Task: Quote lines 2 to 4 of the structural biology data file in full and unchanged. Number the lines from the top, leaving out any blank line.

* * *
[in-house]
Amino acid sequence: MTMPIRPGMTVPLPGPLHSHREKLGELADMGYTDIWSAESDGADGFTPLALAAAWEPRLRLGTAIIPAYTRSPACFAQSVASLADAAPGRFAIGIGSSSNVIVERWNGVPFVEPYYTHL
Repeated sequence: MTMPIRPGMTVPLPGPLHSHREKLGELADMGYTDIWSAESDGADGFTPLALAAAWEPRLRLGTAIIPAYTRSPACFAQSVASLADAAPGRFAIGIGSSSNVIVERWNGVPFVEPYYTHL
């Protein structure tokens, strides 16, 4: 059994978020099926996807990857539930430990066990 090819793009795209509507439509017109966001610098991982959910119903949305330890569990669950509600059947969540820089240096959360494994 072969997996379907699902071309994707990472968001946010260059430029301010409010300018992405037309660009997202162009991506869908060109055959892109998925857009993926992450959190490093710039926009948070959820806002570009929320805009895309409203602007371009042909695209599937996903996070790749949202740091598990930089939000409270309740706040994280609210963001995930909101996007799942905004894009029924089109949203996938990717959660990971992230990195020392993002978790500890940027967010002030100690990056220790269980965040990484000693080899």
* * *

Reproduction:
Amino acid sequence: MTMPIRPGMTVPLPGPLHSHREKLGELADMGYTDIWSAESDGADGFTPLALAAAWEPRLRLGTAIIPAYTRSPACFAQSVASLADAAPGRFAIGIGSSSNVIVERWNGVPFVEPYYTHL
Repeated sequence: MTMPIRPGMTVPLPGPLHSHREKLGELADMGYTDIWSAESDGADGFTPLALAAAWEPRLRLGTAIIPAYTRSPACFAQSVASLADAAPGRFAIGIGSSSNVIVERWNGVPFVEPYYTHL
């Protein structure tokens, strides 16, 4: 059994978020099926996807990857539930430990066990 090819793009795209509507439509017109966001610098991982959910119903949305330890569990669950509600059947969540820089240096959360494994 072969997996379907699902071309994707990472968001946010260059430029301010409010300018992405037309660009997202162009991506869908060109055959892109998925857009993926992450959190490093710039926009948070959820806002570009929320805009895309409203602007371009042909695209599937996903996070790749949202740091598990930089939000409270309740706040994280609210963001995930909101996007799942905004894009029924089109949203996938990717959660990971992230990195020392993002978790500890940027967010002030100690990056220790269980965040990484000693080899």